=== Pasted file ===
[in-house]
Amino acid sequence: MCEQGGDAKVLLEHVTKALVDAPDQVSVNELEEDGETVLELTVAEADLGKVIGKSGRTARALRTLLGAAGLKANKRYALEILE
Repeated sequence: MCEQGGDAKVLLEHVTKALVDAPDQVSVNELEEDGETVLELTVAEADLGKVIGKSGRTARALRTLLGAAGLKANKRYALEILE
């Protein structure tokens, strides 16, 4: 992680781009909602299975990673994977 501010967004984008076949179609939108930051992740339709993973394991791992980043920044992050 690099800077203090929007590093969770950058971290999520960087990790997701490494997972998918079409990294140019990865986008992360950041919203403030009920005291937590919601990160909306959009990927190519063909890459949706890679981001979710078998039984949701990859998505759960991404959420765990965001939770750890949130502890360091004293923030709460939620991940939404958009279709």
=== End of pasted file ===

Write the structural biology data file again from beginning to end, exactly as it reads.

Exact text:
[in-house]
Amino acid sequence: MCEQGGDAKVLLEHVTKALVDAPDQVSVNELEEDGETVLELTVAEADLGKVIGKSGRTARALRTLLGAAGLKANKRYALEILE
Repeated sequence: MCEQGGDAKVLLEHVTKALVDAPDQVSVNELEEDGETVLELTVAEADLGKVIGKSGRTARALRTLLGAAGLKANKRYALEILE
């Protein structure tokens, strides 16, 4: 992680781009909602299975990673994977 501010967004984008076949179609939108930051992740339709993973394991791992980043920044992050 690099800077203090929007590093969770950058971290999520960087990790997701490494997972998918079409990294140019990865986008992360950041919203403030009920005291937590919601990160909306959009990927190519063909890459949706890679981001979710078998039984949701990859998505759960991404959420765990965001939770750890949130502890360091004293923030709460939620991940939404958009279709």